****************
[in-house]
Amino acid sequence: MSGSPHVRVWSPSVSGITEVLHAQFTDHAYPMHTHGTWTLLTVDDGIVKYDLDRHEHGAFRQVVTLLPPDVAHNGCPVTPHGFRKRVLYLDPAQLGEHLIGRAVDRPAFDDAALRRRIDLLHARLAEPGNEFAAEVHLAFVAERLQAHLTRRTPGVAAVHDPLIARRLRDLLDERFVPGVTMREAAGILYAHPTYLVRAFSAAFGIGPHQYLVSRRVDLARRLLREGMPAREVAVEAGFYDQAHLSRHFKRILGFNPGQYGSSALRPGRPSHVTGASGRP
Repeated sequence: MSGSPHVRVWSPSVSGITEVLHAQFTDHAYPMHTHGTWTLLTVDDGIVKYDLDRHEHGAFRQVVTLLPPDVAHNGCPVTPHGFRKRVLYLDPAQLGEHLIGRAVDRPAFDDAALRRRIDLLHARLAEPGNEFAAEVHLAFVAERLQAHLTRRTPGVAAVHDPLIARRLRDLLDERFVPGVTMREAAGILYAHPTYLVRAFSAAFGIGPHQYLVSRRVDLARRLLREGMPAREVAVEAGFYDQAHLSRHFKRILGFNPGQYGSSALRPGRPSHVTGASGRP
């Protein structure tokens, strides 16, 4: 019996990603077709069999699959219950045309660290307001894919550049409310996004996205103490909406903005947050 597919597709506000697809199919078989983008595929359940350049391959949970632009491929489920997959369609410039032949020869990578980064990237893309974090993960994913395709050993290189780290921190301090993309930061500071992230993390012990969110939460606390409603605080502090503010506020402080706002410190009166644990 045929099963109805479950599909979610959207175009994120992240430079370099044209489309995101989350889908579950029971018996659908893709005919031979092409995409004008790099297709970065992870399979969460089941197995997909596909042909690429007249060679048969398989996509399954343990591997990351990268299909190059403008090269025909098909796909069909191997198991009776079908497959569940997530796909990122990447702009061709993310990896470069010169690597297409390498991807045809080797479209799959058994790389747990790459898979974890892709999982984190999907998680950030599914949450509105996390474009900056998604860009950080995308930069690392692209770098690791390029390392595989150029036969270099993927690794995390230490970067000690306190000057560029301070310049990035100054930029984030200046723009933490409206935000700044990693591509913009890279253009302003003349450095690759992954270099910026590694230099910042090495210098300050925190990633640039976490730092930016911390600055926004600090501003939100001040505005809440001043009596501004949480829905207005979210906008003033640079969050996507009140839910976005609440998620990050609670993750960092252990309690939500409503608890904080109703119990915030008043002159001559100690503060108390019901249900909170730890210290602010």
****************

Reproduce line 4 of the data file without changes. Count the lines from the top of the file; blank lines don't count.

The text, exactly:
């Protein structure tokens, strides 16, 4: 019996990603077709069999699959219950045309660290307001894919550049409310996004996205103490909406903005947050 597919597709506000697809199919078989983008595929359940350049391959949970632009491929489920997959369609410039032949020869990578980064990237893309974090993960994913395709050993290189780290921190301090993309930061500071992230993390012990969110939460606390409603605080502090503010506020402080706002410190009166644990 045929099963109805479950599909979610959207175009994120992240430079370099044209489309995101989350889908579950029971018996659908893709005919031979092409995409004008790099297709970065992870399979969460089941197995997909596909042909690429007249060679048969398989996509399954343990591997990351990268299909190059403008090269025909098909796909069909191997198991009776079908497959569940997530796909990122990447702009061709993310990896470069010169690597297409390498991807045809080797479209799959058994790389747990790459898979974890892709999982984190999907998680950030599914949450509105996390474009900056998604860009950080995308930069690392692209770098690791390029390392595989150029036969270099993927690794995390230490970067000690306190000057560029301070310049990035100054930029984030200046723009933490409206935000700044990693591509913009890279253009302003003349450095690759992954270099910026590694230099910042090495210098300050925190990633640039976490730092930016911390600055926004600090501003939100001040505005809440001043009596501004949480829905207005979210906008003033640079969050996507009140839910976005609440998620990050609670993750960092252990309690939500409503608890904080109703119990915030008043002159001559100690503060108390019901249900909170730890210290602010």